So I cashed in a few thousand (15) points for a night at a semi local courtyard. Had plans to get into the city the next morning so figured I'd just stay closer in. I've stayed at the property numerous times, each time I was upgraded to a suite or exec type suite...this was as a Plat. member.
This time I am a Plat Prem. and was given basically a closet, the smallest room in any courtyard I've been in over the past year or two. I call down, say "hey, plat prem. get upgrades to the best avail. room in the house, yes or no?" They say, well you are using points so no! I was like, you have to be kidding me. After a phone call to verify that they indeed did have nicer rooms available, the operations manager tells me "sir there is no way for us to upgrade you when you use points, the system does not allow us to change your class of room". My response, possibly more terse than necessary "I'm not entirely sure how or why but make it happen or give me my points, I'll go to the hilton and pay for the night" Suddenly a king suite becomes available.
To me, there's a few process breakdowns, not the least of which treating a plat. prem. like someone that stays once in a blue moon, thats a different conversation. My question, particularly to the Marriott Rewards team that monitors these posts....Is there a glitch that prevents the hotel from providing upgrades to MR members redeeming points? I was basically told they had to place the upgraded room "out of service" and leave me checked into the other room. Anyone else encounter this in their travels? MR folks want to comment on this one?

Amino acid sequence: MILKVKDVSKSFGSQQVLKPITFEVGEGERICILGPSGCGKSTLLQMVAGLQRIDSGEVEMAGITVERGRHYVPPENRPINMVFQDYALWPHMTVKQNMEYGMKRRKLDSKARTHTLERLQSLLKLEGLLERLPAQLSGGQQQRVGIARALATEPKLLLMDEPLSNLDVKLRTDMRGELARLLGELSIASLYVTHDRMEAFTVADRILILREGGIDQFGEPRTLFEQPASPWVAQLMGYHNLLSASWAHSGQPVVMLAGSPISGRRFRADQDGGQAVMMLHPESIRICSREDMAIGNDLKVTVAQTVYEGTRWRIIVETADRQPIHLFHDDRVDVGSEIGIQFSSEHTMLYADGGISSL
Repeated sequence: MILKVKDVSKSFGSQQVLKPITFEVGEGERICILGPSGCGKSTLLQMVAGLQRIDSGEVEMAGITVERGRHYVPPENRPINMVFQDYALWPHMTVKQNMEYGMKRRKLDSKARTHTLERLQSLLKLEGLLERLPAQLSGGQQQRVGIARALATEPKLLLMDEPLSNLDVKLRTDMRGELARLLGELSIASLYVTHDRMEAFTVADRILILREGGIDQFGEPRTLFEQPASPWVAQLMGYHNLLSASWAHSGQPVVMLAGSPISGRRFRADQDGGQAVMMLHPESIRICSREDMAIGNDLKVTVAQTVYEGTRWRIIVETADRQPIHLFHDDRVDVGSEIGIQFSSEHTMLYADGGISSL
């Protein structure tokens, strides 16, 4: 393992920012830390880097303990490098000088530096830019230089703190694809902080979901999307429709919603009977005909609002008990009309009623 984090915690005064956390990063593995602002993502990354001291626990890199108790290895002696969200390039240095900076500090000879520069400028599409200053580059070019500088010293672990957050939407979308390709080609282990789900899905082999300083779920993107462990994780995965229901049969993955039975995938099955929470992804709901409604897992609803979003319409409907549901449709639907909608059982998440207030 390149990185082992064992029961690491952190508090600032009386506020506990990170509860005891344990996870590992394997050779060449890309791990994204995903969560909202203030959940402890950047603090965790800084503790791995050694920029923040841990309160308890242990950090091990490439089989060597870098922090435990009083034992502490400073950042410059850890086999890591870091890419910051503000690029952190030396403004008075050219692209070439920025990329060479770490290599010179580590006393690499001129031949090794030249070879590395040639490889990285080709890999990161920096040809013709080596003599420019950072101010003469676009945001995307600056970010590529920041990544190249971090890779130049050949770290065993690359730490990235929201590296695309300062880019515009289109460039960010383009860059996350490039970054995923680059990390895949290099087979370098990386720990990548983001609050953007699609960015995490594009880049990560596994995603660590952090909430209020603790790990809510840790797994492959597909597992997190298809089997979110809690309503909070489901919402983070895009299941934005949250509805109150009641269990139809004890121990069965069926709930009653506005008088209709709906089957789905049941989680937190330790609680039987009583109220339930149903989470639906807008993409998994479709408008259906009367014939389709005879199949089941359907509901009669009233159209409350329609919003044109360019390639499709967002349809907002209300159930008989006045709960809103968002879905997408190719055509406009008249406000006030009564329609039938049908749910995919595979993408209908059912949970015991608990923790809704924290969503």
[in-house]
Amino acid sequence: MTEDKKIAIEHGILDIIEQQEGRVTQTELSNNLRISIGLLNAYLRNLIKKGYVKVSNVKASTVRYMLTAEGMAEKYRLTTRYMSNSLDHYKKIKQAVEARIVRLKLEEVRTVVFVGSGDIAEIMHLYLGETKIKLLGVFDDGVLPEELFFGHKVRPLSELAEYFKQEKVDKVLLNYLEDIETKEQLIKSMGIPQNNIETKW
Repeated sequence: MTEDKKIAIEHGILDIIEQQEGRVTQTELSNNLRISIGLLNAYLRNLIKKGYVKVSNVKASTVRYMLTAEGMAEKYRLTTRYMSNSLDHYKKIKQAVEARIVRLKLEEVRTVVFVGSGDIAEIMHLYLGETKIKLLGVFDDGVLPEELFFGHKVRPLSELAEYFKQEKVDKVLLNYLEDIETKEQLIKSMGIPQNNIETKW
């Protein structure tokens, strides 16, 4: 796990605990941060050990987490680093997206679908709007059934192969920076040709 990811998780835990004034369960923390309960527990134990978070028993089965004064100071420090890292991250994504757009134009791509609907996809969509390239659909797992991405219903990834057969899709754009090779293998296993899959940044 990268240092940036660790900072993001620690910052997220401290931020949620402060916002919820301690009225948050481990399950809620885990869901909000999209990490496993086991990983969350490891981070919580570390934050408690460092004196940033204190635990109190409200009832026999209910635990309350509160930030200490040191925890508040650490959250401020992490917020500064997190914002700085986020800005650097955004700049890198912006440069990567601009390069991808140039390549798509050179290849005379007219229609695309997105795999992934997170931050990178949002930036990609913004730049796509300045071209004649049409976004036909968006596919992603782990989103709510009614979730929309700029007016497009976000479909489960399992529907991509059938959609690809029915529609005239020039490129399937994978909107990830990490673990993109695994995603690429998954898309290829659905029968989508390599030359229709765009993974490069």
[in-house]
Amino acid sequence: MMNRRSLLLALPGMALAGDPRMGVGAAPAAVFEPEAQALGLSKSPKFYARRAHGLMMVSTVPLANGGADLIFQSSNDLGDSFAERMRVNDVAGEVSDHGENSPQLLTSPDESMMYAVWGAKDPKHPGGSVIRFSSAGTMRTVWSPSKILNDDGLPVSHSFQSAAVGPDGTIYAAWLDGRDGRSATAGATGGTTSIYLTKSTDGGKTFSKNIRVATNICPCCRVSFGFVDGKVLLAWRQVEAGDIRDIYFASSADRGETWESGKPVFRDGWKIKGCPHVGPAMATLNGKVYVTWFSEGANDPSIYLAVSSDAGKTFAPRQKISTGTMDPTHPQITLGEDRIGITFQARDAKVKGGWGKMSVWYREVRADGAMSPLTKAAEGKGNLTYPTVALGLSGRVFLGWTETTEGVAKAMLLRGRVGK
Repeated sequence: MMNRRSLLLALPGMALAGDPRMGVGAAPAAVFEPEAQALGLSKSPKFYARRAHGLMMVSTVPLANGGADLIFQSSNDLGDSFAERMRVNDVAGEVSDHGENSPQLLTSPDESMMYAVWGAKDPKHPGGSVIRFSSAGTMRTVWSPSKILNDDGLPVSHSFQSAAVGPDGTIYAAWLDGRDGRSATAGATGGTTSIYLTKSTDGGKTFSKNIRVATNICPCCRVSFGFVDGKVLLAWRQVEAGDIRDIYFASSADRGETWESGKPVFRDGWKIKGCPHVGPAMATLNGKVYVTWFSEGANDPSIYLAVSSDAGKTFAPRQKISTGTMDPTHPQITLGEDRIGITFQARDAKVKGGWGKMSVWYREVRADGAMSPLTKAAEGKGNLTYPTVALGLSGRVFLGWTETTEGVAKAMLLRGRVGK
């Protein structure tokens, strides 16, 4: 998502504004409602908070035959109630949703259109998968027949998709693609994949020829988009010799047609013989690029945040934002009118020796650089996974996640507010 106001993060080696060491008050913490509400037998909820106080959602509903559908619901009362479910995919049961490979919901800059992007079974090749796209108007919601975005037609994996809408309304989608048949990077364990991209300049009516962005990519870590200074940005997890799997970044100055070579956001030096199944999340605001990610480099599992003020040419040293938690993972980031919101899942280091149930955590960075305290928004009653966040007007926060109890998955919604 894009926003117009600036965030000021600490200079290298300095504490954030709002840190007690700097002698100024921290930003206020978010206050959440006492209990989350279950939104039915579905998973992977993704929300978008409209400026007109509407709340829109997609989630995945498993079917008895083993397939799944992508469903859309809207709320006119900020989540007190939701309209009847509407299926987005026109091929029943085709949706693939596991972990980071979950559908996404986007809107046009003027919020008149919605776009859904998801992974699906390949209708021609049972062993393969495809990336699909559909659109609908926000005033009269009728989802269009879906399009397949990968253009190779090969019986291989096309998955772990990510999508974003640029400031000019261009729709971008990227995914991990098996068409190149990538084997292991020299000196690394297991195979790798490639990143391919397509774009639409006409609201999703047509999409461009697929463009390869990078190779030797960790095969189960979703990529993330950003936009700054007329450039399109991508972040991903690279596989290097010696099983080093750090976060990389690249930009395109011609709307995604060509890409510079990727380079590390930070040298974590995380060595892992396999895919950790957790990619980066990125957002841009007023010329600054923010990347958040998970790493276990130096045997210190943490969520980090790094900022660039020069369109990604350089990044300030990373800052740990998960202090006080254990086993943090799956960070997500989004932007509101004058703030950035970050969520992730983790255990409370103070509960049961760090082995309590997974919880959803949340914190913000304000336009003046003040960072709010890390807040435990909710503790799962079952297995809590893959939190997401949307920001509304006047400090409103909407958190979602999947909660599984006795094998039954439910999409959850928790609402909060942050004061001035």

"I'm not entirely sure how or why but make it happen or give me my points, I'll go to the hilton and pay for the night" Suddenly a king suite becomes available."
To Marriott's credit, this has been the exception rather than the rule in my experience. Unfortunately, there are associates who fail to deliver and blame the 'system'. Threatening to bail as you did is the most effective approach. A well trained Marriott associate knows that it costs less money to attract repeat guests who are highly-satisfied. A dissatisfied guest is very very costly and can mean a refund of points or cash and a bonus for the inconvenience on top of that.
Is there a glitch that prevents the hotel from providing upgrades to MR members redeeming points? I was basically told they had to place the upgraded room "out of service" and leave me checked into the other room. Anyone else encounter this in their travels?
Whether paid or points, complimentary upgrades are not automatic and contingent upon availability. This is not a system flaw, it is a system default. There are several ways to effect an overide of the default.
Calling in advance - especially if you have stayed at a property previously and they can look you up - has always worked for me. At the Courtyard Boston Woburn on 2 occasions, my reservation was a last minute thing and the room I was usually upgraded to was booked. To offset the complementary upgrade, I did not threaten to bail, but requested and received complimentary breakfast vouchers, instead.